How does the ACP committee, made up of supposedly knowledgeable reviewers, overlook these major problems with the Canadian trial? A drug trial that was performed in this fashion would be thrown out by the FDA. Did the ACP committee even take into account the poor quality (proved by a review that I participated in and acknowledged by the trial's own physicist) of the mammograms in the trial?

None of the parameters of screening changes abruptly at the age of 50 or at any other age. The ACP neglected to inform women that the age of 50 is completely arbitrary. It is an artifact of performing analyses that repeatedly groups women ages 40-49 and compares them to the group of women ages 50-74.

This kind of dichotomous comparison will make any gradual changes that occur with increasing age appear to change abruptly at the age of 50 (or any other age that you wish to chose). My children understand this -- why didn't ACP committee members understand this simple concept?

The ACP committee suggests screening suddenly begins working for women once they reach age 50. This notion is based on a 1995 paper by Dr. Harry de Koning, "Quantitative interpretation of age-specific mortality reductions from the Swedish breast cancer-screening trials" (Journal of the National Cancer Institute, August 16, 1995, Vol. 87:16, pp. 1217-1223).

The ACP committee clearly did not know that de Koning repudiated his conclusions during the National Institutes of Health's Consensus Development Conference Statement in 1997, and reaffirmed the repudiation to me in 2004. For more on this topic, the ACP committee should read a paper that I authored, "Informed decision making: Age of 50 is arbitrary and has no demonstrated influence on breast cancer screening in women" (American Journal of Roentgenology, July 2005, Vol. 185:1, pp. 176-182).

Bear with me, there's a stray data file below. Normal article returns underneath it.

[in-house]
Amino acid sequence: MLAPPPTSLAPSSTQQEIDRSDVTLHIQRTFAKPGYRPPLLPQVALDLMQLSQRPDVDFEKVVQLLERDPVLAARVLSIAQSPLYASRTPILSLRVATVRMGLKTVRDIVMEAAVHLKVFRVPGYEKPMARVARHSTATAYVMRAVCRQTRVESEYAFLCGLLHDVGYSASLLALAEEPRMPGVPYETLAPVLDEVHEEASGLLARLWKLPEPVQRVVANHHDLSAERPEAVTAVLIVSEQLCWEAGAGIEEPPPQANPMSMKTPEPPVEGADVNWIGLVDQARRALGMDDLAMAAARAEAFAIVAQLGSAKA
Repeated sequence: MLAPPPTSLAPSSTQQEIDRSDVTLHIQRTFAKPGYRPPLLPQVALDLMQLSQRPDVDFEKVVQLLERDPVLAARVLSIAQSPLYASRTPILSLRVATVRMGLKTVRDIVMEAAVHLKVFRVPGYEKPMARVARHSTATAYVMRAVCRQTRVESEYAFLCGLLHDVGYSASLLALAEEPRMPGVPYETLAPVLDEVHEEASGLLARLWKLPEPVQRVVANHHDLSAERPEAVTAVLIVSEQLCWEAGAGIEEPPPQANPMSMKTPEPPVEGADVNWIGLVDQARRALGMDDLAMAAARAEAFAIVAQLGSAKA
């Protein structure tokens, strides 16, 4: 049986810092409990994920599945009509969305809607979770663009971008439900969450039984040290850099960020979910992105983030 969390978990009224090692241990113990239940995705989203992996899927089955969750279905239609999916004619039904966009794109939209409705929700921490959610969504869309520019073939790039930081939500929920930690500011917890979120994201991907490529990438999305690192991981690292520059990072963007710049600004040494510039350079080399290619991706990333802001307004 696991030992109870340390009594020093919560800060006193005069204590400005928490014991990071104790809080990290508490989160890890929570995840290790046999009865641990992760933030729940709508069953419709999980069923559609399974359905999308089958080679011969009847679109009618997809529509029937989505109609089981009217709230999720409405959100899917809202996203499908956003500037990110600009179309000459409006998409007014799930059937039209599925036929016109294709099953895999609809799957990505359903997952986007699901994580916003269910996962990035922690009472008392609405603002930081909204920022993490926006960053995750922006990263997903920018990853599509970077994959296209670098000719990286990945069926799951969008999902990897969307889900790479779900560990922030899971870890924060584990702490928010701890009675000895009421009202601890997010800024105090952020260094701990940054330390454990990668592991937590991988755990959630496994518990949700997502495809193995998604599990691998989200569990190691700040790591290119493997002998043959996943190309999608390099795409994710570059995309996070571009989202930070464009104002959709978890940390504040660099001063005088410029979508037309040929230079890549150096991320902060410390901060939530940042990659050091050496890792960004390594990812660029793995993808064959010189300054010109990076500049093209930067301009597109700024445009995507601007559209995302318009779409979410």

Finally, the ACP committee states that radiation risk is a concern, yet they also acknowledge in the guidelines that no data exist to support the concern.

The bottom line

There is clear evidence from the randomized, controlled trials -- and from studies of mortality rates when screening is used in the general population -- that mammographic screening can reduce the death rate for women who begin screening by the age of 40. The mortality rate in the U.S. has decreased by 25% since 1990, primarily due to mammography screening.

The current controversy over the ACP guidelines is not a matter of experts disagreeing, but a matter of some analysts not understanding the trials and the data. There is no scientific support for recommending screening based on risk. Furthermore, the known risk factors only account for 20% to 25% of all cancers, so that screening based on risk will overlook 75% to 80% of cancers.

All women should be informed of the risks and benefits of any medical intervention -- not just those under the age of 50. Women should also be advised to follow the American Cancer Society guidelines. The ACP should cease misinforming the public.

By Dr. Daniel B. Kopans contributing writer
April 5, 2007

Dr. Kopans is a professor of radiology at Harvard Medical School and the director of the breast imaging division at Massachusetts General Hospital, both in Boston.

The opinions expressed in guest editorials are those of the author, and do not necessarily reflect the views of

Related Reading

Tailored approach best for breast cancer screening of women in their 40s, April 3, 2007

Mammographic screening reduces breast cancer mortality, March 14, 2007

What goes up must come down -- A new look at the 2003 drop in breast cancers, December 22, 2006

Cochrane update: Breast cancer screening curtails mortality, but at what cost?

Benefit of breast cancer screening small - study, July 20, 2005

Copyright © 2007